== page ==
E-commerce analytics: Product Recommendation Engines

Have you ever came across a business offering you more when you have already purchased one product or service. I get offers even from my hairdresser. Saloons offering head massage or facial when you go for a hair-cut. Many times, offers get converted to revenue for saloons. This is a perfect daily life example of product/service recommendations. We could see such relevant offers more when we purchase products online from Amazon, Flipkart etc.

One of the premier examples of product recommender is a contest organised by Netflix with prize money of $1,00,000. One can easily get an idea about business benefit Netflix might have earned by paying a huge amount as prize money for improving their movie recommendation engine.


In layman terms, the outcome of this technique is a simple set of product/service rules based on customer product purchasing behaviour. e.g. if a customer bought milk, then will he is going to buy eggs too? In this data analytics technique, what is being purchased with what is been analysed? Is buying one specific item increases chances of buying other items? We will explore business grocery dataset to get such answers.

Product recommendation engines are also known by few other names such as Apriori Algorithm, Affinity Analysis, Association rules, Market basket analysis. We will not go in technical details of how it will work in this blog. The objective is to make aware smaller & medium organisations about the topic & how it adds value to the business.

Why is this technique useful?

Acquiring a new customer is always costly for any business than keeping an existing customer. By this technique, businesses can increase revenue from the existing customers on the basis of customer product buying rules. Product & services up-selling, cross-selling can be one of the very intuitive use cases of basket analysis. In addition to this product combos, shop floor/website layout can also be suggested accordingly. Last but not least, products can be suggested based on real-time purchasing behaviour.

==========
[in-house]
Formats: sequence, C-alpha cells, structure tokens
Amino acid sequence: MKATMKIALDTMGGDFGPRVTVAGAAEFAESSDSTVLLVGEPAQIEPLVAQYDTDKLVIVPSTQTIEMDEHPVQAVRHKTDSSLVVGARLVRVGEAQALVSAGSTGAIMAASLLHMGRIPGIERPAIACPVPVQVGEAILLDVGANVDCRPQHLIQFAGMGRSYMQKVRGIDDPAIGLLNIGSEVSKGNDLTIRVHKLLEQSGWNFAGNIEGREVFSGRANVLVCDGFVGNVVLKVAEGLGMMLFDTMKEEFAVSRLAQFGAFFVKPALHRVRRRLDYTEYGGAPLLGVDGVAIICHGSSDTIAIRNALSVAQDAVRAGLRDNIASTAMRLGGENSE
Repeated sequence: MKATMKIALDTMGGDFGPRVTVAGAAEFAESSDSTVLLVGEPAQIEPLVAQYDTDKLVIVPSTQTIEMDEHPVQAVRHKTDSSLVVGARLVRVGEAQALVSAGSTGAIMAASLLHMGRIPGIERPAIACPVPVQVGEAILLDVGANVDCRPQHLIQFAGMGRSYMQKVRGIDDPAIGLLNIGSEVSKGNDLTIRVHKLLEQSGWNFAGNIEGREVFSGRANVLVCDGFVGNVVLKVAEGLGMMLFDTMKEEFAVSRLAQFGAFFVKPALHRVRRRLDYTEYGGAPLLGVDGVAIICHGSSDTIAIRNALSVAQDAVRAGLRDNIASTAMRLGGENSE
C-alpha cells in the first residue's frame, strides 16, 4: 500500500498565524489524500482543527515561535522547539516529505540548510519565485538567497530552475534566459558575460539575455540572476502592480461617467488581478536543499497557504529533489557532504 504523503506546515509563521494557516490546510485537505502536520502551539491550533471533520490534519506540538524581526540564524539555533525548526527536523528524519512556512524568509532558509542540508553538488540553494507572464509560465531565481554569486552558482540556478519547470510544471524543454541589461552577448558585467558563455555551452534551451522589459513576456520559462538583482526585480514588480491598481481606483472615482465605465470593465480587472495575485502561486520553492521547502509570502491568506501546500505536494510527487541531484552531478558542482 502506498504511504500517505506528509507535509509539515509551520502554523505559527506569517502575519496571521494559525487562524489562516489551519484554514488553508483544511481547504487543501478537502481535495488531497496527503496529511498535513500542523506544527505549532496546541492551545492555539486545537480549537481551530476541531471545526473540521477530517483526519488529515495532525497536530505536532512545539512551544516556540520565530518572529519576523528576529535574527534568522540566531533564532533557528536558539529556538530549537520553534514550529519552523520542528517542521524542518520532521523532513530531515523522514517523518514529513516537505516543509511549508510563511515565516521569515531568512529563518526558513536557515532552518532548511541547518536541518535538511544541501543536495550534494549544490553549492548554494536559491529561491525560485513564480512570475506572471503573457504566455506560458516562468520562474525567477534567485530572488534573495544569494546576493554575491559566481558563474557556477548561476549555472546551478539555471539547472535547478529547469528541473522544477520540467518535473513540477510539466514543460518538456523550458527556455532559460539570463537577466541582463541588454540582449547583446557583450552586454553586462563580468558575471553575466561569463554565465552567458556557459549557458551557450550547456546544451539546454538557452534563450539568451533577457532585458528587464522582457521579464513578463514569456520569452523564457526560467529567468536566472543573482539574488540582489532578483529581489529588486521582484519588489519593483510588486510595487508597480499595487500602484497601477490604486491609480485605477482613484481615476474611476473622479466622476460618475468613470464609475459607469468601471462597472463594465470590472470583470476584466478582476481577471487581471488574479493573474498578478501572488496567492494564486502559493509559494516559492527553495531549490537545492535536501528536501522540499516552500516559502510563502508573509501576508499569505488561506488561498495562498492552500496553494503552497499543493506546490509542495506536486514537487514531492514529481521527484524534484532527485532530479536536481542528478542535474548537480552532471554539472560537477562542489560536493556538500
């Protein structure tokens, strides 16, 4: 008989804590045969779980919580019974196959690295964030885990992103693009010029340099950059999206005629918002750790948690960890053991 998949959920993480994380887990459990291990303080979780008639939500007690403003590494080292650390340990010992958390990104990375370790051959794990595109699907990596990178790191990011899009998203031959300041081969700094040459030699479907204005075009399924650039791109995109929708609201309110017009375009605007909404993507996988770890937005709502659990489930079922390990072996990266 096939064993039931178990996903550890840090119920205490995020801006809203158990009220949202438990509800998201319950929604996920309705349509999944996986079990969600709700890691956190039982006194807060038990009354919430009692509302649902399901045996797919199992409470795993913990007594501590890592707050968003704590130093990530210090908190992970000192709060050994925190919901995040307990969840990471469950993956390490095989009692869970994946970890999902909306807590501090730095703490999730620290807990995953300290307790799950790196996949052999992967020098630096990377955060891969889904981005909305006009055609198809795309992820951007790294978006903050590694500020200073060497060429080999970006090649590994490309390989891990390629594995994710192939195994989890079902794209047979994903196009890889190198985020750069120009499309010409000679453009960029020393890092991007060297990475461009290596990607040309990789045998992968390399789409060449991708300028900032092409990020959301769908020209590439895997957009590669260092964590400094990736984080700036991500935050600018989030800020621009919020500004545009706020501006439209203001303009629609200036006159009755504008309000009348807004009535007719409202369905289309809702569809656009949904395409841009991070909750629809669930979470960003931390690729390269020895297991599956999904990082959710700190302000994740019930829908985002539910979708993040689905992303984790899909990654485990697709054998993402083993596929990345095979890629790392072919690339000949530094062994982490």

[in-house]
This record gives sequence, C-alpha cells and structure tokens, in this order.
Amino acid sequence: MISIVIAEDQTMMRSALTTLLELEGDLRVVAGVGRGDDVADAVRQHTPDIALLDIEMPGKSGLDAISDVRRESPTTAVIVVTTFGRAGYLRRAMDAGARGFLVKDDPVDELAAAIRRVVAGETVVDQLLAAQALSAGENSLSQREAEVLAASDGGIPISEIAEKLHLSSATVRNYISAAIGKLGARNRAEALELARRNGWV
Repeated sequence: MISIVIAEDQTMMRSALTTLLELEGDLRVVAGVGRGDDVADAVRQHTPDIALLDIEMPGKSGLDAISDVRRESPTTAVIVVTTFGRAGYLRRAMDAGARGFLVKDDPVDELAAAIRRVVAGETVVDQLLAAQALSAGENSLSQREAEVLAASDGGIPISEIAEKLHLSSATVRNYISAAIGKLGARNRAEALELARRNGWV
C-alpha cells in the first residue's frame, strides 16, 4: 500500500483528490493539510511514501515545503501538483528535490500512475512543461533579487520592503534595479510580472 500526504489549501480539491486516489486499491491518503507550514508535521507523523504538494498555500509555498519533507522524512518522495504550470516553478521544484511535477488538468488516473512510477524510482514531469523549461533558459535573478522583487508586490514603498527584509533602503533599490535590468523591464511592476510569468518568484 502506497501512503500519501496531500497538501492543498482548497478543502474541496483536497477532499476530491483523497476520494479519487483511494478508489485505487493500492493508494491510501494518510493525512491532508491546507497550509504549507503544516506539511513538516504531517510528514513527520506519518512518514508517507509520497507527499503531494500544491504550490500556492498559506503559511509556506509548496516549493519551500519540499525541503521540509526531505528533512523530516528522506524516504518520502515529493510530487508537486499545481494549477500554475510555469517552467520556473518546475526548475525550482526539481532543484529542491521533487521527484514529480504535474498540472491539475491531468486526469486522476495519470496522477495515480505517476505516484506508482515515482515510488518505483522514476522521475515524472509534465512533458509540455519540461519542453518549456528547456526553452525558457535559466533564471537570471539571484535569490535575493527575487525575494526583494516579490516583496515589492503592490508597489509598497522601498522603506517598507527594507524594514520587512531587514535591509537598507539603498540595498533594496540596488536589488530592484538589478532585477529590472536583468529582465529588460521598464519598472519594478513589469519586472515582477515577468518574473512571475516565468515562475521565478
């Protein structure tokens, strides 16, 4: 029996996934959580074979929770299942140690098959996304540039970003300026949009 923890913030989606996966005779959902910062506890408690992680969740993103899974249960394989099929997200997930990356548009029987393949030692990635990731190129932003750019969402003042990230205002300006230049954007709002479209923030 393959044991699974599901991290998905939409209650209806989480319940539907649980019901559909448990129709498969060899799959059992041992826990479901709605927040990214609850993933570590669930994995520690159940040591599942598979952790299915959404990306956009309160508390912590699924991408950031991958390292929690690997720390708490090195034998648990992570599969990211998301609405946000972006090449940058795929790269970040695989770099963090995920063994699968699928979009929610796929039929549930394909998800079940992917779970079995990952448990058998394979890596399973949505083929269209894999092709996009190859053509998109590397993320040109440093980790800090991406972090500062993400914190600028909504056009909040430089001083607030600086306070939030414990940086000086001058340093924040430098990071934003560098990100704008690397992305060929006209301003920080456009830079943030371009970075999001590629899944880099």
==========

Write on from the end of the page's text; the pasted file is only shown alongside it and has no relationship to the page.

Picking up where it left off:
Technical Definitions

Here is the basic technical terms useful in this analysis are as below

  • Support: The fraction of which our itemset occurs in our dataset.
  • Confidence: Probability that a rule is correct for a new transaction with items on the left.
  • Lift: The ratio by which by the confidence of a rule exceeds the expected confidence.
    Note: if the lift is 1 it indicates that the items on the left and right are independent.

Do not worry if these terms goes off your head. You will get over them soon!

R shiny playground

R shiny toy product has been used for the demonstration purposes. R — an open source tool can easily be downloadable from cran website if you want to learn more about it, but it is not required for this demo purpose. We had used R package called ‘arules’ from Michael Hahsler who has implemented this algorithm in R. There’s a public data of buying records in a grocery store which will be used for this exercise using Shiny Demo App.

How to play with R shiny Demo product

Step 1: Open R Shiny App

Step 2: Upload grocery dataset public data (If you have your own dataset, make sure to change format as per sample dataset)

Step 3: Select input data features

a) Unselect header as provided dataset does not contain header ( if your dataset has header, please select accordingly)

b) Select space separator as sample dataset having space separation.

c) Keep all default values as it for now if you find them too technical.

Step 4: Explore shiny app tabs such as top 25 item frequency, basket analysis rules, sorting rules option e.g lift, support etc.

Step 5: Find out specific product rules e.g select beer from select product drop down. All the product rules for selected product will be displayed under product combo check. This feature can be used for creating specific product combos.

Step 6 (Optional): if you understand technical terms mentioned above, try to play with them to see the affect on rules

Conclusion & business scope

Is n’t it amazing! How a very simple analytical technique can provide what customer might need to add to the cart real time. This is very basic toy example of product recommendations based on arules algorithm. Advanced recommender engines make use of other data points from customer behaviour in addition to advanced algorithms such as factorisation machines, collaborative filtering etc. Now you can fairly co-relate how amazon recommends different products. Any small business can make use of this technique to add value to business in some of the other ways:

  • Product combos suggestions for marketing campaign.
  • Website or store layout re-alignment e.g if eggs bought with milk, re-organise accordingly
  • Product cross-selling, real time web/App product recommendations.

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